Tay-Sachs disease is an especially heart breaking part of life. This disease is most often found in infants and results in their mental and physical capacities to be continuously broken down and eventually leads to death by age four. Generally, the first symptoms of Tay-Sachs will be noticed around six months of age and can be diagnosed by the red dot that is visible on the retina. It is also named after the ophthalmologist, Warren Tay that first noticed the red dot and the neurologist that first studied the degradation of the cells, Bernard Sachs.
Unfortunately, there is no cure or treatment available for this genetic disorder. However, the source of the problem has been located to the Hex-A gene. The mutation of the Hex-A gene must be inherited from both the mother and the father in order for Tay-Sachs to pose a threat. It is located on the fifteenth chromosome and the mutation is notable in the Cajun populations of Louisiana as well as French-Canadians in Southern Quebec and the Ashkenazi Jews of Eastern Europe.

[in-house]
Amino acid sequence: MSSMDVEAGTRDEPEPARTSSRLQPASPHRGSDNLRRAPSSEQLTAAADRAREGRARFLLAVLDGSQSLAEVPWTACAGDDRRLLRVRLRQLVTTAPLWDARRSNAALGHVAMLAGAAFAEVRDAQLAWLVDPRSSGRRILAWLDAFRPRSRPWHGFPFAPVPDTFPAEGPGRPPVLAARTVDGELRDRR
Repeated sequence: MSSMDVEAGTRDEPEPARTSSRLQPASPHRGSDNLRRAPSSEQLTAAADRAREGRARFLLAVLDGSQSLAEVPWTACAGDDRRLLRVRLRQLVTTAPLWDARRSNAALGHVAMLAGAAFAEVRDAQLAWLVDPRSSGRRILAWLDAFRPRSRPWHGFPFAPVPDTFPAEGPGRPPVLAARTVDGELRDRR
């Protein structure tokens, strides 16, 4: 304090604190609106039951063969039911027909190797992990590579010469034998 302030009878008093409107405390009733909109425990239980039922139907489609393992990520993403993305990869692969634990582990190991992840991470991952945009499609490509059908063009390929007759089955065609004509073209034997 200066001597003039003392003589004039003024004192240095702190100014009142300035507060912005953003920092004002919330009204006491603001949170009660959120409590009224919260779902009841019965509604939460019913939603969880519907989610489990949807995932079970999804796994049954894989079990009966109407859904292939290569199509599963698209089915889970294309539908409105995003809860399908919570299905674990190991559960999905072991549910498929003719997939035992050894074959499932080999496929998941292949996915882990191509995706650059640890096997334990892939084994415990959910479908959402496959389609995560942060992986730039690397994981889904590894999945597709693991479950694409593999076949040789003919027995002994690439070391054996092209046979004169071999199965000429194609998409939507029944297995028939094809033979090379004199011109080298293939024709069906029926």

Tay-Sachs, though exceedingly rare, is caused when there is an excess amount of gangliosides on the nerve cells in the brain. This then causes those cells to die off much more rapidly than they would have under normal circumstances. Symptoms of Infantile Tay-Sachs Disease (TSD) are normal development for the first six months and then blindness, deafness, atrophy and eventually paralysis and death. Juvenile TSD is characterized in much the same way with unsteadiness, difficulty swallowing and other cognitive and motor function loss with most patients dying between five and fifteen years, but is also much more rare. The rarest form of TSD is Late Onset TSD, or LOTS, is also the safest. In adults there are more psychiatric issues to be concerned with and the motor skill loss, but it isn’t generally fatal.